Freedom is one of America’s core ideas—but freedom itself is a slippery concept. For the Puritans, freedom from an oppressive king and onerous taxes did not mean freedom from hardship, hunger, or violence. Much of America’s immigrant population traded freedom from war and various forms of injustice for grueling factory and field work in squalid, subhuman conditions. And even today, while most Americans would say they are technically “free,” they are nevertheless slaves to their jobs, mortgages, responsibilities, and various needs, wants, and desires, few of which can ever be fully satisfied for long.
No group of people has experienced the paradoxes of freedom more acutely than our African American population, and its these complexities and contradictions that make Pure Confidence , at Mixed Blood Theatre, written by local playwright Carlyle Brown, so engaging. That and the fact that it’s a very funny, moving play, acted and directed (by Marion McClinton) with as much confidence as the title suggests.
Set in 1861, just before the Civil War, and then fifteen years into reconstruction, Pure Confidence tells the true story of Simon Cato (played by Gavin Lawrence), widely considered the best jockey in country at the time. Though he enjoys a great deal of success and gets generous kickbacks for winning, Cato is still a slave who gets rented out to racehorse owners for fourteen dollars a day. Cato is a smart, entrepreneurial guy, though. His big idea is to convince the retired colonel who rents him every weekend to “buy” him, after which Cato plans to earn enough money to buy himself—and his freedom—from the colonel.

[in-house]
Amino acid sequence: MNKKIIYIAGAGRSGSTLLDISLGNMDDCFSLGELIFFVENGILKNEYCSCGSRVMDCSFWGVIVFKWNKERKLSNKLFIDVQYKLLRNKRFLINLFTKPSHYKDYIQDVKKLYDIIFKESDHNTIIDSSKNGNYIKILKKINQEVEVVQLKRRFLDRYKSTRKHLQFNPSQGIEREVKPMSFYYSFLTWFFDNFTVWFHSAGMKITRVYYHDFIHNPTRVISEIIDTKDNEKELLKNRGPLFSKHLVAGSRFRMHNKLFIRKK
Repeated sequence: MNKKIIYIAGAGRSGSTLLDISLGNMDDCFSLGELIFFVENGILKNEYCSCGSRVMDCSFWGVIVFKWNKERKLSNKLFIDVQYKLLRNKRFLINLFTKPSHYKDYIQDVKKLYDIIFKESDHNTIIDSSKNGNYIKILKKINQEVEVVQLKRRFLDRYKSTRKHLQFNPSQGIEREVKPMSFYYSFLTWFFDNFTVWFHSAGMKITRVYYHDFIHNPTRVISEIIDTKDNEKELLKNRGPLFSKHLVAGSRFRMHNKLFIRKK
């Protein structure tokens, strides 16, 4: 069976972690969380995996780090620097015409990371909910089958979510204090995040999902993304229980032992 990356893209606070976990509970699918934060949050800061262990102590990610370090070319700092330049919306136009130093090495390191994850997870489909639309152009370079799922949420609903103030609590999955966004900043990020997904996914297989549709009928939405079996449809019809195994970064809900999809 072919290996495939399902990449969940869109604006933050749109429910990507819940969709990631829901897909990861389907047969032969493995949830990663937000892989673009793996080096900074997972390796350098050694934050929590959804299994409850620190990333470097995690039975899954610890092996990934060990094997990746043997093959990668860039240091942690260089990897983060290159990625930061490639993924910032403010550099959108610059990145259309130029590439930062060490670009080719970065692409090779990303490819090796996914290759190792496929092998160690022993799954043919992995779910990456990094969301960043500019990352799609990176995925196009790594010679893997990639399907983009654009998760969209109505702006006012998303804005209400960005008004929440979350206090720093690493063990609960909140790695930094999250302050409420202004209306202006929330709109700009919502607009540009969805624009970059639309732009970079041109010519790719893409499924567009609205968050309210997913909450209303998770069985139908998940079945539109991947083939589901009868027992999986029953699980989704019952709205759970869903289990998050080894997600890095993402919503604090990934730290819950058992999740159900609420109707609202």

The word “confidence” in the play has several meanings, however. First and foremost, Pure Confidence is the name of the racehorse owned by Colonel Wiley Johnson (played by Chris Mulkey). It also describes Cato’s overall character and attitude, which Gavin Lawrence brings to the stage with a brash, infectious spirit that moves the play along at a brisk gallop.
As it relates to the darker, more tragic, more interesting side of the play, however, it’s the “con” in confidence that matters. Because for Cato, freedom turns out to be a con game in which the rules continually shift beneath him. No matter how hard he works, he can never reach his goal, because the rules of the game keep changing. After the Civil War, during Reconstruction, he technically has his freedom, but ends up losing most of his fame and much of his dignity. Arguably, he was freer before the war.
The casting and direction of this Mixed Blood production are solid throughout. In our Best Of issue, I went out on a limb and predicted—based on the pedigree of the play and the caliber of talent involved—that Pure Confidence would be one of the best plays of the winter season. We’re only a few weeks into the new year, but I feel no need to reconsider that assessment. Pure Confidence is a sure bet.
Pure Confidence continues at Mixed Blood Theatre through Feb. 1., mixedblood.com